Feels a tad controversial to say so, as many nowadays consider gender roles oppressive, and condemn 'gender essentialism' in favor of some sort of neuter ideal. We humans do have a sordid record of forcing each other into restricted roles based upon gender, skin color and so on; I suppose our skittishness on the matter is understandable.
No one should be pressured to adhere to any rules of gender. We ought to all be free to express ourselves, gender-wise and otherwise, as we like. This seems an obvious platitude. And yet, we might remind ourselves how widely it applies, scolding not just icky misogynists with retro notions of femininity, but also Women's Studies majors who would denounce my tight jeans. Both, after all, implicitly impose their own gender ideas on others. My ass is mine to objectify as I please.
I love subversion of gender roles. I also love gender roles. If genderedness is taboo, we lose appreciation of both masculinity and femininity. Both of these value systems have good things to offer: masculinity contains lessons about strength, honor and stoic endurance; femininity contains lessons about compassion, nurturance and (controversially) beauty. Can't we all incorporate each into ourselves at whatever mixing rate feels natural? And be willing to call some traits masculine and others feminine?
|Are both shoes allowed?|
People of either gender can take pride in masculine or feminine qualities they possess. I like to compliment Tolstoy, for example, on his feminine novelistic eye. Most male novelists can't do the thing where you go inside a character's head and excavate like ten layers of conflicting motivation, but Tolstoy nailed those femininely astute psychological observations.
And there is a woman I see about Town--perhaps transitioning, but still using the ladies locker room at the gym--with a badass goatee and tattoos and rough, sagged jeans and a wallet chain and hella masculine swagger. She is so cool. Subversion of gender is its own bold expression of gender.
*Fascinating research on the nature/nurture gender question has been done by Simon Baron-Cohen, who, as you might have hoped, is in fact the cousin of Sacha Baron Cohen.
Our noble drive to eradicate sexism in recent decades has sometimes pressured women to be masculine. Maybe at the dawn of the feminist era women had to act a bit masculine in order to be taken seriously. (Else why would Hillary Clinton ever have donned those dreadful suits?) But if women must act mannish, or adopt masculine values--power, aggression, productivity--sexism is clearly still at work. What's passing for gender neutral equality is actually masculinormative.*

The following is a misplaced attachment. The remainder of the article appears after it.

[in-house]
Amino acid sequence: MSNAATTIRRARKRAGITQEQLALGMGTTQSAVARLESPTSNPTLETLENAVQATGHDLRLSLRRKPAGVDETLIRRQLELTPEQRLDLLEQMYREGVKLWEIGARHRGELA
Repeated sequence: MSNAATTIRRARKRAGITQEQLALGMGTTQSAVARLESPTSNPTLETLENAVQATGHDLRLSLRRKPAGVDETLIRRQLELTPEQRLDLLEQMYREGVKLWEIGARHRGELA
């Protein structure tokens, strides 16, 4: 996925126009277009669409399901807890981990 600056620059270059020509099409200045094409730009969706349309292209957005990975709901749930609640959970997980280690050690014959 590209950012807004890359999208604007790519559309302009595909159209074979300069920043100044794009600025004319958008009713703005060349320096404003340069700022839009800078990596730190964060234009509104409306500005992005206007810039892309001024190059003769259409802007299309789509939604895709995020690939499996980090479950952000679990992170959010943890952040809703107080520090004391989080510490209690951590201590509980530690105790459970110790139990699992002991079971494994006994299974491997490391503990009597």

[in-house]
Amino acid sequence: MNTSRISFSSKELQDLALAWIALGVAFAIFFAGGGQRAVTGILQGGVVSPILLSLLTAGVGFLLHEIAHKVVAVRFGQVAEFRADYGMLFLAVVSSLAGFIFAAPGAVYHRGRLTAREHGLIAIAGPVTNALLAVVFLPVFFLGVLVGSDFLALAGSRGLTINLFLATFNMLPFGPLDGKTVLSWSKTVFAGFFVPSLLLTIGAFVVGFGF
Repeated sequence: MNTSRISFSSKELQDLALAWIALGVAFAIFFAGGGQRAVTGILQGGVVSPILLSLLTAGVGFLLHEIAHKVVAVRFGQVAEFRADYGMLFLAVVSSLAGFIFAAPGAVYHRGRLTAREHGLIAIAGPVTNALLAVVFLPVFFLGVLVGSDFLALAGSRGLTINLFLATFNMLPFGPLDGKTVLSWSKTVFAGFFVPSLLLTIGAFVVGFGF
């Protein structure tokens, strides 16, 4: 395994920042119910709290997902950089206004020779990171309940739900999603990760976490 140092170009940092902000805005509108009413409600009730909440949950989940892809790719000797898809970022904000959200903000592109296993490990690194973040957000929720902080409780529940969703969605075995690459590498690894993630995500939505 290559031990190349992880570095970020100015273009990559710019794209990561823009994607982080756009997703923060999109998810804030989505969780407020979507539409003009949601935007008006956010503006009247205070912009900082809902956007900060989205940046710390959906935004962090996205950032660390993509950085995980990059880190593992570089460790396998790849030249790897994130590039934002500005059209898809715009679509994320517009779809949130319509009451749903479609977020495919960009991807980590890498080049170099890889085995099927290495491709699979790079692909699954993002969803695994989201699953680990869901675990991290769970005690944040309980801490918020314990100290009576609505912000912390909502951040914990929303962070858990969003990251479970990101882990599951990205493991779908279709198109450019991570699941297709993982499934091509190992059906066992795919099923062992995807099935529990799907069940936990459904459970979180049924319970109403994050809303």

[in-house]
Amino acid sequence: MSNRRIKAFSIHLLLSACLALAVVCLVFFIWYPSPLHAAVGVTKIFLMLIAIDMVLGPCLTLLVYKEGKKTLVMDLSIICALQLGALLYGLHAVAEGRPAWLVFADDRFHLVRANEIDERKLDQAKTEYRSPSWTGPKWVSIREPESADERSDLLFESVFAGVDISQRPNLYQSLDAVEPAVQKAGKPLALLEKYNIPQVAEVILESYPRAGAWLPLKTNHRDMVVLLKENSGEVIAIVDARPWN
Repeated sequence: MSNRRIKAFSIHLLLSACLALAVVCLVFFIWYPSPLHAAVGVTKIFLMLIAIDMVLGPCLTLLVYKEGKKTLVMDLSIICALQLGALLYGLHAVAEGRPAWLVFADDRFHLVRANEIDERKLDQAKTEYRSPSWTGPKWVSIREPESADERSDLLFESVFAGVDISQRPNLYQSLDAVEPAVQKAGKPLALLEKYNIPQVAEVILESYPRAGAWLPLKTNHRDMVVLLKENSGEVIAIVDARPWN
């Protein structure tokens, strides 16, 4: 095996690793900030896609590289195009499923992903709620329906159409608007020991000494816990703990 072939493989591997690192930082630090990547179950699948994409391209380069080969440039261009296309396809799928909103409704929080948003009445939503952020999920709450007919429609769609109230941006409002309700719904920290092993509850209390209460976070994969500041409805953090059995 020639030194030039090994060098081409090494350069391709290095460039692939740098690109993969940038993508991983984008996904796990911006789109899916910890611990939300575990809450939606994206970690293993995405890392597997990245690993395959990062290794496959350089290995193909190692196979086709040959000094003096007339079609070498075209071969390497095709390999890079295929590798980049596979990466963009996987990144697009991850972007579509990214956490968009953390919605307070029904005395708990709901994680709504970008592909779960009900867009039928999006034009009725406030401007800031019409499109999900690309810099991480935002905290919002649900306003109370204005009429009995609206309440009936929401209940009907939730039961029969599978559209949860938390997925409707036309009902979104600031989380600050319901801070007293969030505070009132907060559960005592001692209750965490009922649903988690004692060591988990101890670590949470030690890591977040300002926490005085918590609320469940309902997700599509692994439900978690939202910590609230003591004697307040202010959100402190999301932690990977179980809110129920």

*I thought I was inventing this word. Turns out: it exists!
Isn't it funny how "emasculate" and "effeminate" are both terms for loss of masculinity, both with negative connotations, both used mostly to describe men? What is the equivalent word for loss of femininity? 'Butch' means tough and undainty, but it is not an adjectival equivalent of 'emasculate'. It does not imply a feeling of thwartation in expressing one's natural female qualities.
I've had that feeling. For me it had much to do with the expectations of a male parent, one who (calling himself a feminist) forbade makeup and earrings, and wanted me to excel at sports and science when I was naturally drawn to dance and pretty words.
|Contraband weapons of girlieness|
Or maybe it's gender as a whole being devalued, because, come to think of it, I sniff devaluation of masculinity in the Bay air as well. Heterosexual women of my ilk often feel obliged to select for (feminine) qualities like sensitivity and communication skill in men, rather than, say, strength (which comes in many forms). Obviously sensitivity and communicativeness are wonderful, but they don't really moisten the nether regions. Strength might work there, and hardness (which also comes in many forms).
Strength and hardness, by the way, are not inferior to sensitivity and communicativeness. They're really pretty awesome, especially when your spine doesn't work too well and a strapping man comes along for whom a 50-pound feed bag is but a feather. The hard, tough man is often condemned as a 'badboy,' delicious but wrong. Bang him if you must, we tell each other, but then steer clear.
We respect men who aren't threatened by strong women. What of the reverse? Are we purportedly strong, feminist women supposed to like soft, pliable, friable men? Yeah no thanks.
(I'm also developing a theory that if we subtly punish men for being masculine they will hobble along for a while, baking bread in seeming contentment, and then, without warning, explode in fits of rage. Just a fledgling theory.)
There may be folk for whom any gender typing is a genuine turn-off. For the rest of us, though, whatever our sexuality, gender is tied to sexual desire. If it were not, concepts like homosexuality and heterosexuality could not even exist. Surely it is not only the genitalia but the whole masculine or feminine being that attracts us. So take heed: gender erasure may lead to bad sex.
A woman has the right to wear cargo pants, chop her hair, eschew daintiness, fight wars, build bridges, coach football, marry another woman. She equally has the right to eyeliner, heels, aprons, craft fairs, prioritization of motherhood, celebration of cuteness, love of masculinity. Neither path, nor any of the infinite variations thereupon, ought to raise eyebrows or invite quiet censure.
Men and women can be equal, or achieve some precarious balance approaching equality, without being the same. Indeed it will be way more fun this way. Difference makes life interesting.